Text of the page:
slayings of nine innocent African-American church members at a historic
Charleston church Bible study.
In December, a federal jury in Charleston had found Roof guilty of the
killings. On Jan. 10, after 3 hours of deliberations, the jury gave an
unremorseful Roof the death penalty.
Ballenger's Jan. 1 22-page report to the judge was one of hundreds of pages was
unsealed Wednesday by Gergel. During the trial, Gergel kept numerous documents
sealed to preserve Roof???s right to a fair trial.
The process of unsealing has been time-consuming, in part because Roof and his
lawyers had objections to much of the sealed record.
Death row inmate continues fight against sentence----Loran Cole has been
convicted of 1st-degree murder, 2 counts of kidnapping, 2 counts of robbery
with a deadly weapon and 2 counts of sexual battery.
Death row inmate Loran Cole, 50, who killed an 18-year-old college student in
the Ocala National Forest in 1994, is fighting a judge's denial of his 3rd
motion to vacate his death sentence.
On Friday, Feb. 18, 1994, Cole, then-27, and William Paul, then-20, befriended
siblings Pam and John Edwards, who planned to spend the weekend camping in the
forest. Cole briefly met them when the Edwards' were setting up their camp,
introduced himself as "Kevin" and helped them set up the rest of their site.
After the Edwards' finished dinner, Cole and Paul returned to the sibling's
campsite and all 4 decided to walk to a nearby pond around 10:45 p.m.
They never found the pond. Cole jumped Pam Edwards, handcuffed her and threw
her on the ground. John Edwards attacked Paul after that and then Cole helped
Paul subdue the brother and threw him on the ground next to his sister. Paul
took Pam Edwards up the path while Cole stayed back with John Edwards. John
Edwards died that night from a slashed throat and 3 blows to the head, which
caused his skull to fracture.
Cole, Paul and Pam Edwards returned to the sibling's campsite, where Cole
threatened to kill her if she did not have sexual intercourse with him. The
next day, he again forced her to have sexual intercourse with her and then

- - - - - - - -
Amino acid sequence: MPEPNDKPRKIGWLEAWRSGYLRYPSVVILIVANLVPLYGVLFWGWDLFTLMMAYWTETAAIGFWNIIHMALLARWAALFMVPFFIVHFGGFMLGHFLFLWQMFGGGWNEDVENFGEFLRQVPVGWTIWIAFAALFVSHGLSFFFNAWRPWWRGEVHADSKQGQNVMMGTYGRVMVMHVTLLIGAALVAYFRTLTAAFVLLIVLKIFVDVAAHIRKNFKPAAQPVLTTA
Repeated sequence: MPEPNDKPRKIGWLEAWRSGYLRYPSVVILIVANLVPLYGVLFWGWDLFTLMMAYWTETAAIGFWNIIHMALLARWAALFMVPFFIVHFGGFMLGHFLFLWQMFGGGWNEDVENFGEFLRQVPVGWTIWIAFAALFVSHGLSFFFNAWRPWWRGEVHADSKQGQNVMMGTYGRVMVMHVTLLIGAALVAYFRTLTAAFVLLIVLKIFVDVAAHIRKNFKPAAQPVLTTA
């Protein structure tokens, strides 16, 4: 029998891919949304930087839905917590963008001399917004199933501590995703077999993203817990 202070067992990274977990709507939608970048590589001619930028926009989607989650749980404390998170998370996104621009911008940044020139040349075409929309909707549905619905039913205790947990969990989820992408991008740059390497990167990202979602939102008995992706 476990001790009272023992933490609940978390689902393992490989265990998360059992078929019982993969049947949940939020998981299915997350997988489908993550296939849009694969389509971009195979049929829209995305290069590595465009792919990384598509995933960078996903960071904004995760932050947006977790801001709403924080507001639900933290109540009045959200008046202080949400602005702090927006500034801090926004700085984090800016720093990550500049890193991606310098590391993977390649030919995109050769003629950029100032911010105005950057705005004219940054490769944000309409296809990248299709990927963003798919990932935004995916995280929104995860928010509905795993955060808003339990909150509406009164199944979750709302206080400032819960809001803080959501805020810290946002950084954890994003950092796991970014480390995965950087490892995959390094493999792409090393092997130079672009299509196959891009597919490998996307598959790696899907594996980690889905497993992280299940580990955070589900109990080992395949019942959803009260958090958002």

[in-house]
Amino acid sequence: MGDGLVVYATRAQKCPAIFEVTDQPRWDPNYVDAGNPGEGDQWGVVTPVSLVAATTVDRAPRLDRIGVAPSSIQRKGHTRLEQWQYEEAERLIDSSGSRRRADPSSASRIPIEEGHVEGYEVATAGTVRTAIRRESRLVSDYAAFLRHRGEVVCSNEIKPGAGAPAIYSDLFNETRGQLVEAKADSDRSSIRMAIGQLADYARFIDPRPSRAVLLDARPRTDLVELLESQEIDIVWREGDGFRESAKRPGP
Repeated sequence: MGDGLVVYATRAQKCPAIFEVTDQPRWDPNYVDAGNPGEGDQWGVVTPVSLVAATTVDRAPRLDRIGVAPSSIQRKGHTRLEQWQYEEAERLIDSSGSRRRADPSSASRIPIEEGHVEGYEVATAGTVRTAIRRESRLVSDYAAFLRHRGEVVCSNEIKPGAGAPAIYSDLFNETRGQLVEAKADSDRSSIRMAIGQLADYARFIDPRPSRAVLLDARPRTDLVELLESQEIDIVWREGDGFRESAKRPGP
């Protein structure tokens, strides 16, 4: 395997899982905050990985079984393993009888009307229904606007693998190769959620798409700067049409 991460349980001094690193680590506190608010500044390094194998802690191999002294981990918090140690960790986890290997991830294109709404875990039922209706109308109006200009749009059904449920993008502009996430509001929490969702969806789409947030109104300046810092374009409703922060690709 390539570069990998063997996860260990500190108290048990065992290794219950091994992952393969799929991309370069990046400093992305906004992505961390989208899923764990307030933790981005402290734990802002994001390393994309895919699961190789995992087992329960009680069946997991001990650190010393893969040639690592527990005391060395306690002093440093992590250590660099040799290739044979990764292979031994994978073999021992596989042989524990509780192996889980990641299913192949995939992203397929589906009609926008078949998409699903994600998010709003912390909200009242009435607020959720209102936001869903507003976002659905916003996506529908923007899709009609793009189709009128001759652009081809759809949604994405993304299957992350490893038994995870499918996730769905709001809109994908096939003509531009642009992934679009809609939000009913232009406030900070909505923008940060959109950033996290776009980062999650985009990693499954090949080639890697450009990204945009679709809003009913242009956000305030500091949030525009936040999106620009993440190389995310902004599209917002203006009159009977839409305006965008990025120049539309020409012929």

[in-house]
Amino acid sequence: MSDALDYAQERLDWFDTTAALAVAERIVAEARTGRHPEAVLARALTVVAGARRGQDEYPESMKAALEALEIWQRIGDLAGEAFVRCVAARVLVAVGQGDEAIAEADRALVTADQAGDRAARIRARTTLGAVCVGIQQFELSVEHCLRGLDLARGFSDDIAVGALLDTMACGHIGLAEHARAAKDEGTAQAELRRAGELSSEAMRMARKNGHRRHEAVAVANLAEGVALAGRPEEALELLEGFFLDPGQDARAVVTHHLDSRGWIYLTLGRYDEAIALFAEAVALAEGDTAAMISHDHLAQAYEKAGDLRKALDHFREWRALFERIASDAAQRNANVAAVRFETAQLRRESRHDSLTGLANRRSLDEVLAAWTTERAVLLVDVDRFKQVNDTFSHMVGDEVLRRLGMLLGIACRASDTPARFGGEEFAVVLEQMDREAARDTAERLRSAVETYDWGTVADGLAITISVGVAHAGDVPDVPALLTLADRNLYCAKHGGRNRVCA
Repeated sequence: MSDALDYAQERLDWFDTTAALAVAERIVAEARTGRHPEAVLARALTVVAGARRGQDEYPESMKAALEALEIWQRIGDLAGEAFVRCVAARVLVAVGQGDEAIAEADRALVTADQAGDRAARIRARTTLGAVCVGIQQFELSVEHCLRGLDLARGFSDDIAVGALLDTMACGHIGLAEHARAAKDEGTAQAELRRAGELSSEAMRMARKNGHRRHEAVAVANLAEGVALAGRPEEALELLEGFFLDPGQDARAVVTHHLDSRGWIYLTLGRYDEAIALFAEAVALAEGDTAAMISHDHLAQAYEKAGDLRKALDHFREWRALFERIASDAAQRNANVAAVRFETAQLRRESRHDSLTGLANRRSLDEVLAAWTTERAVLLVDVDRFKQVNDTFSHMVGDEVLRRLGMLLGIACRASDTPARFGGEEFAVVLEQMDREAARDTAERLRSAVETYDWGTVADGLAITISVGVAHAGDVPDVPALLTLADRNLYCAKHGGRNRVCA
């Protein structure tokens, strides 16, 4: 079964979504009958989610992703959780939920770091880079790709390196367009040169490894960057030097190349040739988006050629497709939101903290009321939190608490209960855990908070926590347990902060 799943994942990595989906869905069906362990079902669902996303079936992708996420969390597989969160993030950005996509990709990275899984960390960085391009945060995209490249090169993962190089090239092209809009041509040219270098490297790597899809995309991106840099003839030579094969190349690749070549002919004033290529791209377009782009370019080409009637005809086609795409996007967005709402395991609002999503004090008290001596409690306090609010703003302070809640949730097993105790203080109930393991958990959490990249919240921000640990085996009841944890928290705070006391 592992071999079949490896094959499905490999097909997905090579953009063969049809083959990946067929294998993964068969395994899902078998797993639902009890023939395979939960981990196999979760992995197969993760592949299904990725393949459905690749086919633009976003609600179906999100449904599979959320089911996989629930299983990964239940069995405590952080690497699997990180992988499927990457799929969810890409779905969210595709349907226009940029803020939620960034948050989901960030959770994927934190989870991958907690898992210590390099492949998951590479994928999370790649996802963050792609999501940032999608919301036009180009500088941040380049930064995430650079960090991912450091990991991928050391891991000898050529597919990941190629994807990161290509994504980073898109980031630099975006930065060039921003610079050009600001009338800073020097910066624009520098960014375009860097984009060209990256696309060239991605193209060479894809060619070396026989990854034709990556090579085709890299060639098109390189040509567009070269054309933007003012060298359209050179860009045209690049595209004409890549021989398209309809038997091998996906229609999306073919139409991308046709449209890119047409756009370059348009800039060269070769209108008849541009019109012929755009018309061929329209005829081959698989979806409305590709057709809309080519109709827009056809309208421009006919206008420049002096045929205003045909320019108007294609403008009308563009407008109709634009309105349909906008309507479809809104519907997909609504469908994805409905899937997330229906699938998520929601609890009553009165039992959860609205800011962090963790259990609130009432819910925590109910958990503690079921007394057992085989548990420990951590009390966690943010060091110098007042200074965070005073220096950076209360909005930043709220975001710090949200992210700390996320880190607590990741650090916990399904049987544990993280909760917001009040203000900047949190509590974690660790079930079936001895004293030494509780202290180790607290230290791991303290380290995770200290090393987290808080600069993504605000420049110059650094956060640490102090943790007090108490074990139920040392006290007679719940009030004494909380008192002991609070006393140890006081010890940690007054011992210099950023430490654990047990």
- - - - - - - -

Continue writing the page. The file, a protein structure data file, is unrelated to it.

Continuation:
gagged her and tied her to a tree. Cole and Paul took off in one of the
By Sunday, Pam Edwards was able to free herself. She looked for her brother but
was unable to find him. She then flagged down a motorist who took her to call
The body of John Edwards was found later that day by law enforcement officers.
In 1995, Cole and Paul were convicted of 1st-degree murder, 2 counts of
kidnapping and two counts of robbery with a deadly weapon. Cole also was found
guilty as charged with 2 counts of sexual battery. Paul was sentenced to life
in prison and Cole was sentenced to death.
Cole has contested his conviction about nine times - filing motions to vacate
his sentence or writs of habeas corpus (unlawful detention). All the efforts so
far have been denied either at the circuit court or Florida Supreme Court
level. Cole tried to take his case to the U.S. Supreme Court in 2007, but his
petition was denied.
The most recent motion to vacate Cole???s death sentence was denied by 5th
Judicial Circuit Court Judge Willard Pope on March 20. Cole's attorney Ali
Shakoor, of Capital Collateral Regional Counsel, appealed Pope's decision to
the Florida Supreme Court on April 17.
State Attorney Brad King and Assistant Attorney General Vivian Singleton are
representing the state in this case.
Wednesday's status conference was ordered by the Florida Supreme Court to
ensure that all the requested materials for the appeal are delivered in a
timely manner. A transcript from the motion's Feb. 21 hearing has been
requested. A representative from the Clerk of Court's office said the
transcripts should be ready by May 19.
In the current motion, Cole claims his death sentence violates his Fifth,
Sixth, Eighth and Fourteenth amendments, and the Florida Constitution; that the
new death penalty law requires the court to revisit and reevaluate his case;
and that the fact-finding for his death sentence was not proven beyond a
Pope wrote in his order, in answer to all claims, that the new Florida law does
not apply retroactively to Cole's case. It is now up to the Florida Supreme
Court to decide whether Pope is right.
Cole is 1 of 8 Marion County murderers on death row. The Florida Supreme Court
has ordered resentencing for 2 death row inmates: William Kopsho, 63, who was
sentenced to death in 2009 for the murder of his wife Lynne Kopsho, 21; and
Renaldo McGirth, 29, who was sentenced to death in 2008 for the murder of Diana
(source: Ocala Star Banner)
Judge denies re-sentencing for Santa Rosa death row inmate
Judge Ross Goodman on Wednesday denied a Santa Rosa County death row inmate's
motion for a new penalty phase proceeding.
Norman Grim was convicted of the murder and sexual battery of Pensacola
attorney Cynthia Campbell in 2000. He sought a new sentencing period under
revised Florida death penalty laws that came into effect in March.
The new law requires a unanimous jury verdict for a defendant to be sentenced
to death. Previously, juries needed a 10-2 vote to send someone to death row,
but the local case Hurst v. Florida set the precedent for changing the law.
Hurst's counsel claimed it was unconstitutional to send someone to death
without a unanimous ruling.
Unlike Hurst, however, Grim's jury came to a unanimous verdict, according to a
State Attorney's Office news release issued Wednesday.
A jury found Grim guilty of 1st-degree murder and sexual battery with the use
of a deadly weapon in the death of Campbell, his neighbor.
Grim was reported missing July 27, 1998, and her body, which was wrapped in